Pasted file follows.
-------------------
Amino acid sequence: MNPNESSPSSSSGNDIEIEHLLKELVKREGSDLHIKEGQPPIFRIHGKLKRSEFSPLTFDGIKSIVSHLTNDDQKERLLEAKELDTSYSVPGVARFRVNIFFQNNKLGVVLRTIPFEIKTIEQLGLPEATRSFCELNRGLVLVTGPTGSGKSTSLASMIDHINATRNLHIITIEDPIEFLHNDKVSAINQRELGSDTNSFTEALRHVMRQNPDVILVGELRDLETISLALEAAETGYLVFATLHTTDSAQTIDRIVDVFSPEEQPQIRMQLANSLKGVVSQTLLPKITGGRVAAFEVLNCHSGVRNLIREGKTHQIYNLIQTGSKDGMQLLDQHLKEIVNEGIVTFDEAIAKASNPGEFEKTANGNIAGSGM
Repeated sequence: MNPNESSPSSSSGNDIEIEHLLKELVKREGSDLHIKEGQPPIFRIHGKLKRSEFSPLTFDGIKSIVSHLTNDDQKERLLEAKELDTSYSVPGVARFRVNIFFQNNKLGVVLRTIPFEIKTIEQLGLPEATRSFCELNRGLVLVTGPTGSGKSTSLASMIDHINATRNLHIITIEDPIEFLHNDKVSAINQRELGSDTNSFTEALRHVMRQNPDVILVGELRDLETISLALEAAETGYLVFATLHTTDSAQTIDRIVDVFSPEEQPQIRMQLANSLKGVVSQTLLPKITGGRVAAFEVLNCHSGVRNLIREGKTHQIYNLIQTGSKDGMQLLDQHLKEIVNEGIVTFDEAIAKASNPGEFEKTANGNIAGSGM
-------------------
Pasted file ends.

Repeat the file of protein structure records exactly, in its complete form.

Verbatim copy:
Amino acid sequence: MNPNESSPSSSSGNDIEIEHLLKELVKREGSDLHIKEGQPPIFRIHGKLKRSEFSPLTFDGIKSIVSHLTNDDQKERLLEAKELDTSYSVPGVARFRVNIFFQNNKLGVVLRTIPFEIKTIEQLGLPEATRSFCELNRGLVLVTGPTGSGKSTSLASMIDHINATRNLHIITIEDPIEFLHNDKVSAINQRELGSDTNSFTEALRHVMRQNPDVILVGELRDLETISLALEAAETGYLVFATLHTTDSAQTIDRIVDVFSPEEQPQIRMQLANSLKGVVSQTLLPKITGGRVAAFEVLNCHSGVRNLIREGKTHQIYNLIQTGSKDGMQLLDQHLKEIVNEGIVTFDEAIAKASNPGEFEKTANGNIAGSGM
Repeated sequence: MNPNESSPSSSSGNDIEIEHLLKELVKREGSDLHIKEGQPPIFRIHGKLKRSEFSPLTFDGIKSIVSHLTNDDQKERLLEAKELDTSYSVPGVARFRVNIFFQNNKLGVVLRTIPFEIKTIEQLGLPEATRSFCELNRGLVLVTGPTGSGKSTSLASMIDHINATRNLHIITIEDPIEFLHNDKVSAINQRELGSDTNSFTEALRHVMRQNPDVILVGELRDLETISLALEAAETGYLVFATLHTTDSAQTIDRIVDVFSPEEQPQIRMQLANSLKGVVSQTLLPKITGGRVAAFEVLNCHSGVRNLIREGKTHQIYNLIQTGSKDGMQLLDQHLKEIVNEGIVTFDEAIAKASNPGEFEKTANGNIAGSGM